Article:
Bears Avoid the Road Less Traveled
National Geographic has an interesting report on predator-prey issues in national parks: apparently pregnant moose in Yellowstone National Park and Grand Teton National Park tend to shift their activity closer to roads before giving birth, in order to avoid predation by grizzly bears.
According to the results of the study, bears tend to be much more wary of roadways than moose. Grizzlies usually give keep at least a 5000 meter clearance, while moose have been recorded giving birth within a scant 45 meters of a road.
One question that needs to be asked immediately is: how do we know moose are doing this to avoid predation? What if they’re just not very bright and haven’t figured out to avoid the roads themselves?
The study answers that question by showing that moose only show this pattern of behavior in areas where bears are present, and that pregnant females have shown closer and closer associations with roads over the years as bear populations have increased in the parks where the research was conducted. Also, it is noteworthy that only pregnant females showed this pattern, which also supports the hypothesis that this is an anti-predator behavior being used to decrease mortality of newborns.
I’m pursuing a career in carnivore conservation, and am extremely intrigued by any story about animals adjusting complex behaviors in response to anthropogenic influences. It would be interesting to look at why bears are so more adverse to roads than moose. The article mentions that bears are more disturbed by the noise of the traffic, but I’d be interested to learn if there is more to it than that. Could it be due to different experiences with poaching, better associative learning abilities, larger home ranges in general, foraging preferences, or something else altogether?
One of the take-home messages from this study is that it’s important to consider information like this when planning parks and other managed areas. Something as simple as the layout of access roads can have a profound impact on the dynamics of populations and how they interact with each other, in ways that can’t always be predicted. Researchers from Denali National Park have studied the moose/bear populations there and have not found the same pattern of behavior as that reported from Grand Teton. Obviously, management plans should be tailored to specific populations, as opposed to automatically assuming that what works for a species in one setting will apply equally as well in another place/time.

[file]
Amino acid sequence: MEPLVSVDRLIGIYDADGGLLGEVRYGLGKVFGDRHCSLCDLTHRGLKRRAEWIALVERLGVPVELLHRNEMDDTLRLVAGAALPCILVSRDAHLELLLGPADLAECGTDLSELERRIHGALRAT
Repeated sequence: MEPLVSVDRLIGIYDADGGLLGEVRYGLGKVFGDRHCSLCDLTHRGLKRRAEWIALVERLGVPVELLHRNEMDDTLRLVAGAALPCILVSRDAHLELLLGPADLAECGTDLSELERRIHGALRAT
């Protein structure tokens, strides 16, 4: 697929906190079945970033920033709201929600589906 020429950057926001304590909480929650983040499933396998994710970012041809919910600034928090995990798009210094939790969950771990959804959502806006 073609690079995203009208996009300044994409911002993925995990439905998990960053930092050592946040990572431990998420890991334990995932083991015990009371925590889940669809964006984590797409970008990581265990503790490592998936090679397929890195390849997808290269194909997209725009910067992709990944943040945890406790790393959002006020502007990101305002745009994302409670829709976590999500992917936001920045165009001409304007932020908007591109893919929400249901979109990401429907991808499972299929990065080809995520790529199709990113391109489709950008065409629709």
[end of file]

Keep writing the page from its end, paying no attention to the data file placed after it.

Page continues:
Another example of this is an absolutely fascinating Journal of Mammalogy paper that I read recently, Selection of den sites by black bears in the southern Appalachians. This study (which also measured other parameters affecting site selection, such as elevation and slope), done in the Pisgah Bear Sanctuary in North Carolina, showed that females with cubs actually avoid gravel roads more than paved roads, despite the fact that paved roads are usually busier. This seems counterintuitive at first, with females choosing to den much farther from quieter gravel roads and closer to the higher traffic volumes associated with the paved roads in the sanctuary.
Why would mother bears prefer to be near higher traffic paved roads than less-traveled gravel ones? The authors of the study suggest that it is due to the fact that human behavior on paved roads is much more predictable. If you’re cruising down a paved road at a relatively high speed, keeping up with the flow of other cars, chances are that you’re not going to stop, get out, and dally around the roadside.
Gravel roads, on the other hand, are more likely to be used by hikers, campers, and other people that intend to roam around the forest (maybe even pesky biologists? ;P ). Also, the authors suggest that poaching pressure (it appears that this does occur even inside the preserve, unfortunately) could be a factor as well. Male bears and females without cubs didn’t show the stronger aversion to gravel roads, but females with cubs did, suggesting that the avoidance behavior is a defensive mechanism aimed at protecting their offspring from unpredictable intruders.
If the bears have learned that human activity is less predictable when people approach on a gravel than a paved road, it makes sense that females will avoid these areas when they are choosing den sites to house their cubs. I found this to be extremely interesting; I wouldn’t have expected a stronger aversion to gravel roads, but the explanation is pretty convincing when you see all of their data.
Moral of these stories: road layouts within wildlife preserves are complicated by multiple factors, and animals sometimes react to them in ways that initially seem counter-intuitive to we mere humans.
Reynolds-Hogland, M., Mitchell, M., Powell, R., & Brown, D. (2007). SELECTION OF DEN SITES BY BLACK BEARS IN THE SOUTHERN APPALACHIANS Journal of Mammalogy, 88 (4), 1062-1073 DOI: 10.1644/06-MAMM-A-329R1.1
(Repost from my old blog archives, originally posted 10/13/2007)